This is an important point that you raise – while SAP need certain data to reside in one system (such as Talent and workforce planning data – for Workforce Analytics), certain data does not need to reside in one system (static data such as name, address etc). While you are right that a small % of SuccessFactors customers (30%) are SAP customers, SAP intend to push their solutions to SAP customers and therefore must offer much better integration than the current model. Quite simply, SAP has been pushing real-time integration for a few years now and this was one of the selling points of the Nakisa solution. Retracting on this stance now will only make people wonder whether what SAP says is right.

      Ultimately, SAP’s top management will be more concerned with selling the solution to any customer (existing SAP customer or otherwise) than whether it is genuinly integrated. At the end of the day, and I think you will probably agree, license fees make the SAP world go around, not integration!

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    2. Steve Bogner Post author

      Thanks for adding to the discussion Stephen – much appreciated. The data model differences are challenging, and my point is that consultants have faced many such challenges as we help clients migrate to SAP. So I know the data models can be bridged, and yes it is complicated. But then, LIFE is complicated, yet we’re still living.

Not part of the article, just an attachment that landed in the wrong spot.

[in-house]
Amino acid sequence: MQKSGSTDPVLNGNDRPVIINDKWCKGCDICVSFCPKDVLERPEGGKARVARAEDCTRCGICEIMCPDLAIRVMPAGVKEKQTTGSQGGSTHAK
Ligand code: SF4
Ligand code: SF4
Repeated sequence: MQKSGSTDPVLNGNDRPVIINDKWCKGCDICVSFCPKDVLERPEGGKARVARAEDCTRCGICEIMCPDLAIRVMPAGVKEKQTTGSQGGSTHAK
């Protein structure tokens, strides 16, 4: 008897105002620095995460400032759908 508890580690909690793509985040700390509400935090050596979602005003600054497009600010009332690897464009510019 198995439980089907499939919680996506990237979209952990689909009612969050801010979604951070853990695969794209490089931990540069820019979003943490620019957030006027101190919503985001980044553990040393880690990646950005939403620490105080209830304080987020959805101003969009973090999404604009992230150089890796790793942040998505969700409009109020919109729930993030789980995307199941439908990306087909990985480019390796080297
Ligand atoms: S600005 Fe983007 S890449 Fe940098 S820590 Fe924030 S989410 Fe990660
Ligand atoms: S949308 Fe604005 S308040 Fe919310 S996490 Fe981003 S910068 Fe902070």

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      1. Stephen Burr

        I actually don’t think it is that hard to technically do it.  There are plenty of techniques for this and also there aren’t that many fields that need to be moved (in the Integration Add On 1.0 there are 29 mandatory fields to move).

        However, my point was more about what the desire and intent is.  I’ll explain another way … say you are an SAP customer wanting to use SFSF Talent Mgmt (to make it easy I’ll say you are happy to use all SFSF TM, not some modules in SFSF, some SAP … that would be another complication!).  In an ideal world, they’d want it to be seamless and not to have to manage any type of data movements (no PI, no monitoring of flows, interfaces, etc).

        Ideal solution … set a setting in SFSF that says “core” HCM is managed in SAP.  Every time SFSF needs a piece of core HCM data then it calls SAP to get that data.  To re-use my previous examples ….

        SFSF Talent Profile would show SAP HCM core data (name, current/previous positions held), etc alongside SFSF talent information (readiness, ranking, etc).

        or

        When SFSF compensation mgmt results in a pay change it is written directly to SAP to affect the payroll, etc.

        No movement of data, no middle layer. 

        My conversations with SAP people have indicated that this is not the envisaged solution due to the complexities of supporting that magic “switch” between having core HCM from SAP (magic switch on for 30% of customers) vs from SFSF (magic switch off for rest).  Their current thinking seemed more akin to moving the data (seamlessly) in “near” real time.  I guess time will tell.